2. Aside from just encrypting your files, criminals have added publication and exfiltration of data as part of their threats. This puts businesses that handle sensitive customer information in a very precarious position. It’s a catch-22 situation wherein even if they do pay the ransom, they will still have a data breach in their hands which will translate to regulatory fines and a stained reputation. A lot of ransomware attacks in 2022 are also categorized as data breaches because of this.
  3. Ransom demands are increasing at an alarming rate. IBM Security X-Force, a threat intelligence sharing platform, has seen ransom demands as high as $40 million.
  4. Around 26% of all tracks can be traced back to a phishing email while 17% can be attributed to vulnerability exploits.

Why Should I Care About Ransomware?

It’s easy to brush off ransomware especially when you think it only targets the bigger companies and government entities or that you only become a victim of it when you do stupid things with your computer.

The reality is, ransomware is a danger to all of us. From regular folks to large businesses. While it is true that the majority of the attacks in 2020 were on entities with 10,000 employees or more, a lot of attacks are not recorded especially on smaller businesses and private individuals.

Think about it.

Can your business afford a $100,000 ransom just to get your business back on track?

How To Protect Your Business from Ransomware

As a business owner, your goal is to protect your business. But it’s hard when the terms seem like foreign languages to you. But don’t worry. There are a couple of things you can do without going too technical. Here are a few.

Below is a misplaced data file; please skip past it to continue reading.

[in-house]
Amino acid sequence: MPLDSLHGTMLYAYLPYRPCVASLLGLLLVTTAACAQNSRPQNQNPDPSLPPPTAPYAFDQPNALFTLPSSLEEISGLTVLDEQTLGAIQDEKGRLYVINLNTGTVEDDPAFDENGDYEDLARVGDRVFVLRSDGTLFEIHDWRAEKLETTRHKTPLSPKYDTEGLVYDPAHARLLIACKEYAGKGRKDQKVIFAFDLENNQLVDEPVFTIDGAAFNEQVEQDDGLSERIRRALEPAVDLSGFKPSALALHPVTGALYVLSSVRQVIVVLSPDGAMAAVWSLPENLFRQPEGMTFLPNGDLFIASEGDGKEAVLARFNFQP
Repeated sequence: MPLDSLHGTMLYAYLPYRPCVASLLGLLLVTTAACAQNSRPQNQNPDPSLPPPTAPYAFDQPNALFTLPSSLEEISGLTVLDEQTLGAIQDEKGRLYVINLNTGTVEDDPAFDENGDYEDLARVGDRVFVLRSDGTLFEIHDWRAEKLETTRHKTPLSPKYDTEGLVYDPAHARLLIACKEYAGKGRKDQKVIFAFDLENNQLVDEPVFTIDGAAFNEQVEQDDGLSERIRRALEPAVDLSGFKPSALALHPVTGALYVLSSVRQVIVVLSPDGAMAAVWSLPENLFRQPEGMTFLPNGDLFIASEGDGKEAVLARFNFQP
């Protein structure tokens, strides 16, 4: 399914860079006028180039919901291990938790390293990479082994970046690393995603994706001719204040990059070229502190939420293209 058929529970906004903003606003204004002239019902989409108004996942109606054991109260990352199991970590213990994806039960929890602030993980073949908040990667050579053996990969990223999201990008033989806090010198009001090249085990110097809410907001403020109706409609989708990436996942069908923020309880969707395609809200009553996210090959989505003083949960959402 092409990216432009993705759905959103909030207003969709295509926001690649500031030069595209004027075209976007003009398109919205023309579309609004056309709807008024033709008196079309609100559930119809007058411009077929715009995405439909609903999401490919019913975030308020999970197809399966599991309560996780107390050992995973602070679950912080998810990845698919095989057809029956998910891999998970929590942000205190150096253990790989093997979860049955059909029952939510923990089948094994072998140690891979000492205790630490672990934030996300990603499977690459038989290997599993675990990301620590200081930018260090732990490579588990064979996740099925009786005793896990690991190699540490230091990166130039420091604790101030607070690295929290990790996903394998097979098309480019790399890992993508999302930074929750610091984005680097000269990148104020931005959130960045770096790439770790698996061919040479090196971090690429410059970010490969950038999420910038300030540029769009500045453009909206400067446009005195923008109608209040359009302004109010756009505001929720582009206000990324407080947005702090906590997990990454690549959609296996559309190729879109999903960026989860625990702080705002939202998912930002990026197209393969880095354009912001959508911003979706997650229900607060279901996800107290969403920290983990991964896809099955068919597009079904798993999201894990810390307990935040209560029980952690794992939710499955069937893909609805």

• A lot of ransomware attacks can be traced to phishing emails and they are usually caused by employees who unknowingly invite the malware in. Educating your employees on the dangers of ransomware and its method of attack will turn them into your first line of defense.
  • No matter how hard you educate your employees, mistakes can still be made. As such, you should restrict users’ ability to run and install software on devices in your network. This prevents little mistakes from turning into a thousand-dollar headache.
  • Keeping your devices and security programs up-to-date can help prevent any malware attack. While there’s no antivirus or anti-malware program out there that’s perfect, it’s tons better than having a naked device.
  • Learn to do regular data backup and to prepare a recovery plan for your most important data. Keeping an offline backup of your data will lessen the impact of a ransomware attack.

Lastly, if you want to keep your data and business safe, it’s always a good choice to hire an IT team that can help you plan and implement security measures against ransomware. Getting a seasoned IT team is a smart investment especially when your business revolves around making sure your system works. A good IT partner can help you safeguard your system and to check any vulnerabilities so you won’t have to worry about waking up to a ransom note.

Tektonic is a trusted name in anything IT related in Toronto. Aside from providing managed IT services, Tektonic also excels in providing cybersecurity services for small to mid-sized businesses. Fortify your cyber defenses with Tektonik and never have to worry about losing sensitive client data ever again.

Tektonic Tips & Articles

Schedule Your No-Obligation IT Assessment With Tektonic